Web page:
He's been called a "national treasure" in Britain, he's made numerous and well-remembered European TV appearances, and the BBC aired a documentary in 2006 to celebrate the 10th anniversary of his most famous song. In America, however, Jarvis Cocker is mostly known as a relic of the 90s Britpop era, but a closer look at his career reveals his quiet and persistent influence on fashion, the arts...and even historic preservation.
Jarvis Cocker was born in the 1960s in Sheffield, an industrial city in South Yorkshire, England. The area was largely working class, and in 1984, local coal miners went on strike to protest the mine closures and job losses that were happening at the time. Over 25 years later, the strikes are still understood as an example of Britain's endemic class struggles. When Jarvis Cocker formed the band Pulp in 1978, he may not have been particularly interested in politics, but his songs would eventually reference and respond to issues of class that played out in the background of his Yorkshire childhood.
Pulp's most famous song, Common People (released in 1995) is a highly stylized narrative about the culture gap between working class and wealthy people. It's also an icon of mid-90s Britpop, a musical movement that diverged from the decade's overriding grunge style and rather favored slick, catchy melodies and sarcastic, witty lyrics. As a pop star, Jarvis Cocker's style was individualistic — he wore skinny suits and extra-large glasses. "He's eccentric, he's a complete one-off, totally idiosyncratic," Alex Kapranos of Franz Ferdinand told the BBC during the making of The Story of Common People.
His charismatic personality and imperfect, gangly appearance appealed to interviewers and TV producers, and after his career with Pulp ended in 2002, Cocker went on to record solo albums and participate in projects related to art, culture, and design. Eurostar enlisted him to be their "cultural ambassador," promoting museums and arts venues in major European cities. He's hosted a television program on Outsider Art, he has a Sunday BBC radio show, and he's made cameos in Harry Potter and the Goblet of Fire and Wes Anderson's Fantastic Mr. Fox.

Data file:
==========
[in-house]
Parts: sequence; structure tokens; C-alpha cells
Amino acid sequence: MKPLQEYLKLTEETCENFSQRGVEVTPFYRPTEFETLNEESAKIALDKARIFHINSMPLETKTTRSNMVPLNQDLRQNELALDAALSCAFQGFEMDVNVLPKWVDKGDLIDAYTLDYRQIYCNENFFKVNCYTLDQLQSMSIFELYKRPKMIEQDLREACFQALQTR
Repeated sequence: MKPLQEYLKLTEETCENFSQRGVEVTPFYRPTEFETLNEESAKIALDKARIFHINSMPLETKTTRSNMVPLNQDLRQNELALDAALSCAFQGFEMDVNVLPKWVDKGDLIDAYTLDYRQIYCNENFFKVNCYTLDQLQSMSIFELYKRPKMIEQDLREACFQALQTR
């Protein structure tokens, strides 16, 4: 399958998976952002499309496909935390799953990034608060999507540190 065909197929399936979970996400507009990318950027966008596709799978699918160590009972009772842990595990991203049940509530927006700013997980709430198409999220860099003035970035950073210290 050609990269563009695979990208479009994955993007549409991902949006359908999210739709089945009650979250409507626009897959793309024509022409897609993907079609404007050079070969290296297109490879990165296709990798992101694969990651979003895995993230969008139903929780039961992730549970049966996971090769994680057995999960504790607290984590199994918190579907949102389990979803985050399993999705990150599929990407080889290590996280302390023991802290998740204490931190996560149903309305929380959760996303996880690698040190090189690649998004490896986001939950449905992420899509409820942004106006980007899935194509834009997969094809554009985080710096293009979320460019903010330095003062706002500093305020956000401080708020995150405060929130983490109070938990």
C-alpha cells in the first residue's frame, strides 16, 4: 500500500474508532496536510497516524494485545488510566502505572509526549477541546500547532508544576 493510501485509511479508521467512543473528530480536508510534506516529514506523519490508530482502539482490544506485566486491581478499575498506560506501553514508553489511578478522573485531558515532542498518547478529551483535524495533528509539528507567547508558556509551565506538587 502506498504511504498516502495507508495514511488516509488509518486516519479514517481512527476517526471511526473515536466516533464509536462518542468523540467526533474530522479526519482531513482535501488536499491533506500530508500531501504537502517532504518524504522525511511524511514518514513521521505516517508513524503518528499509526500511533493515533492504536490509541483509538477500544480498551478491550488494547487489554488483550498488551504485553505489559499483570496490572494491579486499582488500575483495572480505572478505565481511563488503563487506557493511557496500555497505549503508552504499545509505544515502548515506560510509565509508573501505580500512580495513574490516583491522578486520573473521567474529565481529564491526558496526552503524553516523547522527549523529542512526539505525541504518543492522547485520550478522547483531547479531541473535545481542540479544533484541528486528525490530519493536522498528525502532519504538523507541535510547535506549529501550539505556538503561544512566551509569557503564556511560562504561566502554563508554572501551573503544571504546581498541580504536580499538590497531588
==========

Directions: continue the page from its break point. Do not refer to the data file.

This year, he recorded an album (downloadable for free here) for Britian's National Trust. National Trust: The Album features a series of soundscapes recorded at historic sites, from a 17th-century house that's rumored to be haunted to the 1930s-era billiards room of a historic mansion. He told The Independent, "I hope it has the feel of one continuous journey and conjures up an image in the mind's eye of the places featured. I also hope it could inspire the listeners to then visit the sites for themselves."
Respect for history and cultural heritage is a thread that can be followed from the lyrics of his Pulp songs to his recent work with organizations like Eurostar and the National Trust. Cocker has used his distinct style, as well as the force of his personality, to draw attention to everything from cross-cultural art "happenings" in London to the formal gardens at Powis Castle in Wales. For more on the projects mentioned above, click through the links below.
• The Story of Common People from TripWire
• Jarvis Cocker Curates National Trust Album from The Independent
• Jarvis Cocker Launches Eurostar Culture Connect
• Jarvis Cocker's Sunday Service on BBC6
• Jarvis Cocker Talks About Outside Art from The Times
Photos: Screenshot from video for Common People by Pulp (1), Subterranean Tourist Board used under Creative Commons License 2.0 (2), Pulp Promotional Image via Wikipedia (3), Pulp Different Class Album Cover via Wikipedia (4), Jarvis by Jarvis Cocker from Amazon.com (5), James Long used under Creative Commons License 2.0 via Wikimedia Commons (6), Olaf Tausch used under GNU Free Documentation License via Wikimedia Commons (7), Boaz Sachs used under Creative Commons License 2.0 (8), Fantastic Mr. Fox via IMDB (9), Mike Mantin used under Creative Commons License 2.0 via Wikimedia Commons (10)